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In Windows PowerShell, type the following command, and then press ENTER:
Copy-Item c:\Windows\System32\Drivers d: -Recurse

Now switch back to Performance Monitor and notice the increase in statistics as shown in below screenshot. Wait for the statistics to settle down. This is an indication that replication is completed. This process might take a few minutes because the initial sync might still be in progress.

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After we observed the replication is completed, we will move to Step 3 and reverse the replication from SRV02 to SRV01.

 

Step 3: Reverse failover replication to a replica target

In this step, I will reverse the replication and bring the target online for access to data. Changes made on the target will now replicate in reverse to the original source.

I will switch to SRV02, open Windows PowerShell as Administrator.

In Windows PowerShell, type the following command, and then press ENTER:
Set-SRPartnership –NewSourceComputerName SRV02 –SourceRGName FCNode2ReplGrp1 –DestinationComputerName SRV01 –DestinationRGName FCNode1ReplGrp1 –confirm:$false

 

Note: Windows Server 2016 Technical Preview does not prevent role switching when the initial sync is ongoing, which can lead to data loss if you attempt to switch before allowing initial replication to complete. Do not switch directions until the initial sync is complete.

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I will switch now to SRV01 and observe that volume (D:) is no longer available.

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The replication is completely reversed from SRV02 to SRV01.

Step 4: Remove volume replication

In this step, we will remove Windows Volume Replication.

Open Windows PowerShell as Administrator on SRV02.

Before we remove the replication, we will query the storage replica group and storage partnership by running the following two cmdlets:

Get-SRGroup

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Get-SRPartnerShip

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To remove the replication, type the commands listed below and press ENTER after each one.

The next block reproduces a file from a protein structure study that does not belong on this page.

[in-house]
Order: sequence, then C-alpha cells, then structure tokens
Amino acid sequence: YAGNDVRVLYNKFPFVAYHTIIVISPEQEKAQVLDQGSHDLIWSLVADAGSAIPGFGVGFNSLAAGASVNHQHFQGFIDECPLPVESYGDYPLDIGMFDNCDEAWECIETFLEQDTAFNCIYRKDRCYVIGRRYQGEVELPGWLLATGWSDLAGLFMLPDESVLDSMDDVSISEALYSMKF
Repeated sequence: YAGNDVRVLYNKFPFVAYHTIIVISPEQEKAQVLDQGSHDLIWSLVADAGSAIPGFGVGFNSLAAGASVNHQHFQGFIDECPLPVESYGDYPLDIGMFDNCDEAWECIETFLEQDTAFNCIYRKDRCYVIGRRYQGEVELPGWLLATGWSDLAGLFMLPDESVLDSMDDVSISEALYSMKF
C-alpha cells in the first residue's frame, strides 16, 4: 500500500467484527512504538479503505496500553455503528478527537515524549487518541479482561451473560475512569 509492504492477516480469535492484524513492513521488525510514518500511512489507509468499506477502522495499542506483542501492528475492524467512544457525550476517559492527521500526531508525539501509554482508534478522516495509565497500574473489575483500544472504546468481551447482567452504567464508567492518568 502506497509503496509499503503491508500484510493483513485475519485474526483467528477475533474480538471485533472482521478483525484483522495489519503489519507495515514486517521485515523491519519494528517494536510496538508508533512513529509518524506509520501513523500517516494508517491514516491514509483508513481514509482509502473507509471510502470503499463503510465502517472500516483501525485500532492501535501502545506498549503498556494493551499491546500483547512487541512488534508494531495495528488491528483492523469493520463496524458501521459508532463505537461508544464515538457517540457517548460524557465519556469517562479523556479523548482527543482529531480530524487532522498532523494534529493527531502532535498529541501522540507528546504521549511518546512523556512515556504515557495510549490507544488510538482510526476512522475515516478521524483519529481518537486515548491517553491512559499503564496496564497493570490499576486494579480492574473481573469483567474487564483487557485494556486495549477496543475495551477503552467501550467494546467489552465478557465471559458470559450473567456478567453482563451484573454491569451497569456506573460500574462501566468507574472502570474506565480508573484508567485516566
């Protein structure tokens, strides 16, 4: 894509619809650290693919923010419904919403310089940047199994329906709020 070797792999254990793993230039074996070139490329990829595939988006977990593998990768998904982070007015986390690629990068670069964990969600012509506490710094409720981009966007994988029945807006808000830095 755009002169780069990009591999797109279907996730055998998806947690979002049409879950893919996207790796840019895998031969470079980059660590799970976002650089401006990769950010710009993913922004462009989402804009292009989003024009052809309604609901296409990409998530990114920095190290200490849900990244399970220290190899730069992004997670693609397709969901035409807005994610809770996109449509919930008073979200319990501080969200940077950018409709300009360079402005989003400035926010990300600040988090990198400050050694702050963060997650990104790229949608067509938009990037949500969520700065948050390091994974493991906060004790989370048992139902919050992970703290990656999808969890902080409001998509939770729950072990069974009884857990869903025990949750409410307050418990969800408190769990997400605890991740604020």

Get-SRPartnership | Remove-SRPartnership –confirm:$false

Remove-SRGroup –Name FCNode2ReplGrp1

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Switch now to SRV01 and open Windows PowerShell as Administrator.

Type the command listed below and press ENTER

 

Remove-SRGroup –Name FCNode1ReplGrp1

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Review the D: drive on SRV01
Switch to File Explorer, and then navigate to D:

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Switch to SRV02 and Review the D: drive
Switch to File Explorer, and then navigate to D:

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This is to confirm that Windows Volume Replication is completely removed from SRV01 and SRV02.

To confirm the Drivers folder that we copied in Step 2 does exist on each server’s (D:) volume, please switch to File Explorer, and then navigate to D:

SRV01

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SRV02

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Congratulations! In Part 1 we have successfully:

  • Created a replication partnership between SRV01 and SRV02.
  • Monitored replication performance.
  • Reversed failover replication to a replica target.
  • Removed volume replication.

Until then… see you in Part 2.

Thanks for reading.

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Charbel Nemnom
Microsoft MVP Charbel Nemnom is an accomplished, hands-on technical professional with over 13 years of broad IT project management and infrastructure experience serving on and guiding technical teams to optimize performance of mission-critical enterprise systems. He is an excellent communicator, adept at identifying business needs and bridging the gap between functional groups and technology to foster targeted and innovative systems development. Charbel is well-respected by peers through demonstrating passion for technology and performance improvement. He has extensive practical knowledge of complex systems builds, network design and virtualization. Charbel has extensive experience in various systems, focusing on Microsoft Cloud Platform, Hyper-V, Datacenter Management, Cloud Computing, security, data protection, and many types of monitoring tools as well as a solid knowledge of technical reporting. Technical reviewer of the book Hyper-V Best Practices by Packt Publishing.